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Evidence for Soil Transmission of Sugarcane Mosaic Virus. W. P. Bond, Department of Plant Pathology, Louisiana State University, Senior author is now Assistant Professor of Biology, Southeastern Louisiana College, Hammond, 70401; T. P. Pirone, Department of Plant Pathology, University of Kentucky, Junior author is Associate Professor of Plant Pathology, University of Kentucky, Lexington, 40506. Phytopathology 60:437-440. Accepted for publication 1 October 1969. DOI: 10.1094/Phyto-60-437.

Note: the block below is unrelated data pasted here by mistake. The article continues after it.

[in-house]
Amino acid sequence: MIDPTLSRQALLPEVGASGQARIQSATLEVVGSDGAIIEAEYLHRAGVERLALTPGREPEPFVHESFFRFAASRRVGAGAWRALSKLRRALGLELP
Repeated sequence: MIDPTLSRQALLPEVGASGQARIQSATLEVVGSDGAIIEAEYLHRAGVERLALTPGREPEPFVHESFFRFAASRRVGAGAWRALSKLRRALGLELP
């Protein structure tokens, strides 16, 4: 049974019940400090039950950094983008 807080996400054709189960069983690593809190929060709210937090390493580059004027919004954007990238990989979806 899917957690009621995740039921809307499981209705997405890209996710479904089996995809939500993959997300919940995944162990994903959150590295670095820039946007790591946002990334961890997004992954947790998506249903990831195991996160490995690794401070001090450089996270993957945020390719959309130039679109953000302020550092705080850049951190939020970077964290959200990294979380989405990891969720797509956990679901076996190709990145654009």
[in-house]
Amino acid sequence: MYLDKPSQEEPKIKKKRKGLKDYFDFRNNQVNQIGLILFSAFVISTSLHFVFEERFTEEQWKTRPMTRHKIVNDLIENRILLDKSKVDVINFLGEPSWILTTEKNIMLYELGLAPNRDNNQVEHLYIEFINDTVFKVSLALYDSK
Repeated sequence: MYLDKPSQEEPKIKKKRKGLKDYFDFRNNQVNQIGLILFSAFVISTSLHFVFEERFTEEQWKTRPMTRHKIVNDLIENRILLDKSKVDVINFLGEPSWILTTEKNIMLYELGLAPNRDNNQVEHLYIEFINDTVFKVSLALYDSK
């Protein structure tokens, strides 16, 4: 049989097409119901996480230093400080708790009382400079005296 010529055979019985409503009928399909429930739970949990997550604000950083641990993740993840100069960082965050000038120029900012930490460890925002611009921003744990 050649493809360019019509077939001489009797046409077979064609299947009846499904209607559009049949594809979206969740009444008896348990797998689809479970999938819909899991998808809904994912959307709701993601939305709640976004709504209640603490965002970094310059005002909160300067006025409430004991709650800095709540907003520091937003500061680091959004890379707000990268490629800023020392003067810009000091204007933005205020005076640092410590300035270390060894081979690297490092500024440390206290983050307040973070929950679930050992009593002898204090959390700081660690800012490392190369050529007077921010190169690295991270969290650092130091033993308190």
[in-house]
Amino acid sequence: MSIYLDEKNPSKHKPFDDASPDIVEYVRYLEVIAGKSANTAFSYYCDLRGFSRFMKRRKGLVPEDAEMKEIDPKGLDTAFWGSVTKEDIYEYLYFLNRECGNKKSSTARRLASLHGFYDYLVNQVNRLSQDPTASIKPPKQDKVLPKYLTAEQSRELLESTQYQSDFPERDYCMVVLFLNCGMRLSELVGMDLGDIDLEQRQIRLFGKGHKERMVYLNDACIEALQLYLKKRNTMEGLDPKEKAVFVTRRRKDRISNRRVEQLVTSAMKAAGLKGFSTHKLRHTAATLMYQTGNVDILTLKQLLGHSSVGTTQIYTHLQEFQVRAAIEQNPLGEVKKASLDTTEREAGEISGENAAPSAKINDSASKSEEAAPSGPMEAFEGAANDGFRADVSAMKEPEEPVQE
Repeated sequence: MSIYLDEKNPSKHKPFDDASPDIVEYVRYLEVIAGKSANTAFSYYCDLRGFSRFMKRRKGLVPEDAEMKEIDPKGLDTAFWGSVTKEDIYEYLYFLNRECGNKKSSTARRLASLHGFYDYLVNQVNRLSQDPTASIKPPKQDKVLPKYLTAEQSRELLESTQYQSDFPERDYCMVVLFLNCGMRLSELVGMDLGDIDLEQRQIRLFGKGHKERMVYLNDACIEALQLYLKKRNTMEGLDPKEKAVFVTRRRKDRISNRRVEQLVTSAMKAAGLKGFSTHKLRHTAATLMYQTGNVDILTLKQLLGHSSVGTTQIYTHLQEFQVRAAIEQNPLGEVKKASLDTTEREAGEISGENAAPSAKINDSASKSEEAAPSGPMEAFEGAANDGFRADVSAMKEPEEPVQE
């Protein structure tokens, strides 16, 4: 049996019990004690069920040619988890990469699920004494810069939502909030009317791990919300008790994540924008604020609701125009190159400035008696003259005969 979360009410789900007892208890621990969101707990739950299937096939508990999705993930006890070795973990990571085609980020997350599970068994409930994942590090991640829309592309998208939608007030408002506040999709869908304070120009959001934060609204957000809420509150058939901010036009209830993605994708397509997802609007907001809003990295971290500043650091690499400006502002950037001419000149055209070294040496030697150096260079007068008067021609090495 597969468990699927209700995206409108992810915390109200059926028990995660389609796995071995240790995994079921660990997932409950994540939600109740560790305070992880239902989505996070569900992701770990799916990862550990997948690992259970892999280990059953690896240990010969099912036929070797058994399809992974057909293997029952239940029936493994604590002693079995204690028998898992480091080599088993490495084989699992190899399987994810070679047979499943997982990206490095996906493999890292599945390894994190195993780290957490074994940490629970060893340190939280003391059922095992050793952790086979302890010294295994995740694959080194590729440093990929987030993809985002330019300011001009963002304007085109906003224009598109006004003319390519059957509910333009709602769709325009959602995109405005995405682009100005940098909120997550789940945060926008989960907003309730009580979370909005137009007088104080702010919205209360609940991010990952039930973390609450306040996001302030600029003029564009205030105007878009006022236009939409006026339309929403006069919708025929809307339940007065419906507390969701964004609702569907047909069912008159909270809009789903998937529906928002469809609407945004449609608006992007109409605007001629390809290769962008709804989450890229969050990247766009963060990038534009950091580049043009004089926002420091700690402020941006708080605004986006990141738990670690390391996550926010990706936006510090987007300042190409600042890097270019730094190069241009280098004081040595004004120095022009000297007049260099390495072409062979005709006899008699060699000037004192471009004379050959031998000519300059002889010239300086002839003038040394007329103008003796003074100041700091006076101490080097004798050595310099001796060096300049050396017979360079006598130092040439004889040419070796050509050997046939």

Noninoculated sorghum plants became infected with sugarcane mosaic virus when grown in containers with infected plants. Control plants grown in separate containers, but at an equal distance from the inoculated plants, did not become infected. The fact that transmission is associated with the presence of roots of healthy and infected plants in the same container, rather than the proximity of healthy and infected leaves, suggests that soil transmission, rather than transmission by aphids or other aerial vectors, is occurring. Examination of the soil ruled out nematodes or root aphids as potential vectors. Root contact was not necessary for transmission. The possibility of transmission by fungi or other microorganisms could not be ruled out.